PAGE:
April 24, 1847 Mrs. Browning has just arrived in Florence and writes to her old neighbor Mrs. Martin:
"I can't walk about or see anything. I lie here flat on the sofa in order to be wise; I rest and take port wine by wineglasses; and a few more days of it will prepare me, I hope and trust, for an interview with the Venus de' Medici. Think of my having been in Florence since Tuesday, this being Saturday, and not a step taken into the galleries. It seems a disgrace, a sort of involuntary disgraceful act, or rather no-act, which to complain of relieves one to some degree...There is nothing really much the matter with me; I am just weak, sleeping and eating dreadfully well considering that Florence isn't seen yet, and 'looking well,' too, says Mrs. Jameson, who, with her niece, is our guest just now. It would have been wise if I had rested longer at Pisa, but, you see, there was a long engagement to meet Mrs. Jameson here, and she expressed a very kind unwillingness to leave Italy without keeping it: also she had resolved to come out of her way on purpose for this, and, as I had the consent of my physician, we determined to perform our part of the compact; and in order to prepare for the longer journey I went out in the carriage a little too soon, perhaps, and a little too long. At least, if I had kept quite still I should have been strong by this time—not that I have done myself harm in the serious sense, observe—and now the affair is accomplished, I shall be wonderfully discreet and self-denying, and resist Venuses and Apollos like some one wiser than the gods themselves. My chest is very well; there has been no symptom of evil in that quarter.... We took the whole coupé of the diligence—but regretted our first plan of the vettura nevertheless—and now are settled in very comfortable rooms in the 'Via delle Belle Donne' just out of the Piazza Santa Maria Novella, very superior rooms to our apartment in Pisa, in which we were cheated to the uttermost with all the subtlety of Italy and to the full extent of our ignorance; think what that must have been! Our present apartment, with the hire of a grand piano and music, does not cost us so much within ever so many francisconi. Oh, and you don't frighten me though we are on the north side of the Arno! We have taken our rooms for two months, and may be here longer, and the fear of the heat was stronger with me than the fear of the cold, or we might have been in the Pitti and 'arrostiti' by this time. We expected dear Mrs. Jameson on Saturday, but she came on Friday evening, having suddenly remembered that it was Shakespeare's birthday, and bringing with her from Arezzo a bottle of wine to 'drink to his memory with two other poets,' so there was a great deal of merriment, as you may fancy, and Robert played Shakespeare's favorite air, 'The Light of Love,' and everybody was delighted to meet everybody, and Roman news and Pisan dullness were properly discussed on every side. She saw a good deal of Cobden* in Rome, and went with him to the Sistine Chapel. He has no feeling for art, and, being very true and earnest, could only do his best to try to admire Michael Angelo; but here and there, where he understood, the pleasure was expressed with a blunt characteristic simplicity. Standing before the statue of Demosthenes, he said: 'That man is persuaded himself of what he speaks, and will therefore persuade others.' She liked him exceedingly. For my part, I should join in more admiration if it were not for his having accepted money, but paid patriots are no heroes of mine. 'Verily they have their reward.'...Yes, indeed, I mean to enjoy art and nature too; one shall not exclude the other. This Florence seems divine as we pass the bridges, and my husband, who knows everything, is to teach and show me all the great wonders, so that I am reasonably impatient to try my advantages. His kind regards to you both, and my best love, dearest friends...."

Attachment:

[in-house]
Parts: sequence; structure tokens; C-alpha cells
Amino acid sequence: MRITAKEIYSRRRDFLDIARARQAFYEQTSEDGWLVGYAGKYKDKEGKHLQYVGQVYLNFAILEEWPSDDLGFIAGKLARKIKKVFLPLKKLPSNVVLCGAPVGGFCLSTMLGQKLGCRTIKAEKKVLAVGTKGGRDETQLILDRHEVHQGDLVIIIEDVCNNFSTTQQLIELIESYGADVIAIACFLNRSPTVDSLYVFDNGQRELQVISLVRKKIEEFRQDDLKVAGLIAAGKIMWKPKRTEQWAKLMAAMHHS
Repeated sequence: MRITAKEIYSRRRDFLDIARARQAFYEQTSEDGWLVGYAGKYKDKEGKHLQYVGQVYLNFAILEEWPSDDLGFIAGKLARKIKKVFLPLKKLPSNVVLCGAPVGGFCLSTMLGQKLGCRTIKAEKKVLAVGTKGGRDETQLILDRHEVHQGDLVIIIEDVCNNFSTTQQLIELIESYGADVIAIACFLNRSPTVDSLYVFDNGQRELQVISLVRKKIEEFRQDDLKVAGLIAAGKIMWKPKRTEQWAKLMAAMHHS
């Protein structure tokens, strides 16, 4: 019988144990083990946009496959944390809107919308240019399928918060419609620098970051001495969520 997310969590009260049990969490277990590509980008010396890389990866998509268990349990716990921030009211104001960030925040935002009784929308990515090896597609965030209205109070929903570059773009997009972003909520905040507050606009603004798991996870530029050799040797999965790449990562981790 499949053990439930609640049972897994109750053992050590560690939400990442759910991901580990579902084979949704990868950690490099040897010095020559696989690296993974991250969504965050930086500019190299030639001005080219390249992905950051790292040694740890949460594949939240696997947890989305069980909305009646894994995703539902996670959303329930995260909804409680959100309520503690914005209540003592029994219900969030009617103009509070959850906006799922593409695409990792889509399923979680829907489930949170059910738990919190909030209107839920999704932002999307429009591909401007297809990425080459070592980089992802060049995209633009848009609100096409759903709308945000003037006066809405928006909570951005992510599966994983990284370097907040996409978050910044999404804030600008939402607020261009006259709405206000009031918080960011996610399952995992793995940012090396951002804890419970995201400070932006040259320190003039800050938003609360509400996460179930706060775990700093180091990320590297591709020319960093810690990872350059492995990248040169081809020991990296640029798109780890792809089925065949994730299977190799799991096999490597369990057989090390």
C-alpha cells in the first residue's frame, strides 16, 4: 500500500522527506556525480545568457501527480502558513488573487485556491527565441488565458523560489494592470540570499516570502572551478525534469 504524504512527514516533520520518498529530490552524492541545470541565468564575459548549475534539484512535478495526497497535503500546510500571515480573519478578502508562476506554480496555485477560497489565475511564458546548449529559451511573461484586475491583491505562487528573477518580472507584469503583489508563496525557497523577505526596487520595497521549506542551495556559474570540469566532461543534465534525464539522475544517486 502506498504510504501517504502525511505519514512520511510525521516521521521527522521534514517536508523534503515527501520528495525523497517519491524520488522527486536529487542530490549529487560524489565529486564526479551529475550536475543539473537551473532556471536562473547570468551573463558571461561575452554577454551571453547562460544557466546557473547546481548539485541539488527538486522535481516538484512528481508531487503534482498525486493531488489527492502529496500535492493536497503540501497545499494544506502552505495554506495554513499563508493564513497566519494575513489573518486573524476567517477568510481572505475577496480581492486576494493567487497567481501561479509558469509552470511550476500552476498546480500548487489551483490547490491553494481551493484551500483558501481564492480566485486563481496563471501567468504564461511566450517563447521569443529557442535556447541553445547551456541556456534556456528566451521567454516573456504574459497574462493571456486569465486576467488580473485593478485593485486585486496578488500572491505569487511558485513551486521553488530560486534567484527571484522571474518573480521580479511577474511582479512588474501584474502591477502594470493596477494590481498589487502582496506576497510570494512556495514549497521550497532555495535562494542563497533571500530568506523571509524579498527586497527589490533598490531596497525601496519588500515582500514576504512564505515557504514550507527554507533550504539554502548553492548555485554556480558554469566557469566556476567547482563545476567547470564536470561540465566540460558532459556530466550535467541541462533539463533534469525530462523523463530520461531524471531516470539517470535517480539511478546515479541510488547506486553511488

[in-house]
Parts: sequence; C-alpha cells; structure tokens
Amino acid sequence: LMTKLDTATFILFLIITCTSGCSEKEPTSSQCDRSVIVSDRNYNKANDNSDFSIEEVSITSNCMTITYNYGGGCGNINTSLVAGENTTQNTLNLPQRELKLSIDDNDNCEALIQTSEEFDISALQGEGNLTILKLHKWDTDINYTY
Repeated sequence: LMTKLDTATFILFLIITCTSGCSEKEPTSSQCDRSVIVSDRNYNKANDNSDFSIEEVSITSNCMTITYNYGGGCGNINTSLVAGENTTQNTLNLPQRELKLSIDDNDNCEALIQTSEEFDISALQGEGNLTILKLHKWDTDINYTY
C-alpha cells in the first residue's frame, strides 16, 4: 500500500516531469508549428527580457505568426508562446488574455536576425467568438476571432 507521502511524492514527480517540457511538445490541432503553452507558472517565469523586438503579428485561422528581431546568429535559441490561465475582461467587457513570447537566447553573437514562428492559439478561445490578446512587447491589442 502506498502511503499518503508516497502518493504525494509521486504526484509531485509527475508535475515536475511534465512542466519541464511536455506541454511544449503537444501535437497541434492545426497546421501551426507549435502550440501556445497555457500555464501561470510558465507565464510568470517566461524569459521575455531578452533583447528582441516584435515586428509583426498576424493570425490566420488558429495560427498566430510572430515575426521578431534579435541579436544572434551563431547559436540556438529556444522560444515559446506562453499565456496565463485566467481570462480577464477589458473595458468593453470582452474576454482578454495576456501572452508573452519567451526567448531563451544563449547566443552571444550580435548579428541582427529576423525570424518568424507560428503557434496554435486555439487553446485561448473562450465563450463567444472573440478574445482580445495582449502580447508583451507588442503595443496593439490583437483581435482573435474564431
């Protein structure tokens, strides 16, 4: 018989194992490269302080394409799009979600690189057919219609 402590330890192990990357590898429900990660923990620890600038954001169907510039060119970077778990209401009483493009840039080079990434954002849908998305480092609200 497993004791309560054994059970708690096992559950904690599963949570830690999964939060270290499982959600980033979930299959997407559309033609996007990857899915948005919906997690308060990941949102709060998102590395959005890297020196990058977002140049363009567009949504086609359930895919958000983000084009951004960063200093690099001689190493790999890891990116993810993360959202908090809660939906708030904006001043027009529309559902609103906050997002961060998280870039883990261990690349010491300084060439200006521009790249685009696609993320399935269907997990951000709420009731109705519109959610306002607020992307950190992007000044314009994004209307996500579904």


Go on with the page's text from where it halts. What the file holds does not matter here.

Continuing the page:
This letter does not mention the reason Mrs. Browning is lying on her sofa when her 'chest is very well'. She had her first miscarriage on March 21, 1847 while in Pisa. It has slowed her down physically but she is champing at the bit to be out in the world of art. She is getting her first taste of the world and it is to her liking.
*From Wiki: "Richard Cobden (3 June 1804 – 2 April 1865) was a British manufacturer and Radical and Liberal statesman, associated with John Bright in the formation of the Anti-Corn Law League. He has been called "[t]he greatest classical liberal thinker on international affairs". EBB wrote "The Cry of the Children" in support of the Anti-Corn Law movement.